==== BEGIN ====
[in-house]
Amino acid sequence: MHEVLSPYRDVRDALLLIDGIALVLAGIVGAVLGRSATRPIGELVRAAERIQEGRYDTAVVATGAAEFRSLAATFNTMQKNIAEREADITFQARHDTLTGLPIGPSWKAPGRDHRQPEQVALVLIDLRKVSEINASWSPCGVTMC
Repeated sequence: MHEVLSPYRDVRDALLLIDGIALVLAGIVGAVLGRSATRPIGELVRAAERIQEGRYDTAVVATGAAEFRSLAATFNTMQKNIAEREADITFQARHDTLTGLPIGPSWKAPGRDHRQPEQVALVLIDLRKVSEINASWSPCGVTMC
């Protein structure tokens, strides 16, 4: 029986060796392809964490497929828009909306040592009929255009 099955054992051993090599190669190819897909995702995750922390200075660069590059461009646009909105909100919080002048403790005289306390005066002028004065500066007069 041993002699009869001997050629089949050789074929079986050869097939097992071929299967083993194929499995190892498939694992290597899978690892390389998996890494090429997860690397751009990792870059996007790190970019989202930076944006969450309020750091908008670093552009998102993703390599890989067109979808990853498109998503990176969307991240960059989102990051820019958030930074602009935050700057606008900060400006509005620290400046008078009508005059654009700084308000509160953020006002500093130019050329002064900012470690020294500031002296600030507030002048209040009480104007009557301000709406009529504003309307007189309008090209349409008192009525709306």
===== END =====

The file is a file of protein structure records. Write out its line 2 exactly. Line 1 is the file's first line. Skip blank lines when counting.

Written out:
Amino acid sequence: MHEVLSPYRDVRDALLLIDGIALVLAGIVGAVLGRSATRPIGELVRAAERIQEGRYDTAVVATGAAEFRSLAATFNTMQKNIAEREADITFQARHDTLTGLPIGPSWKAPGRDHRQPEQVALVLIDLRKVSEINASWSPCGVTMC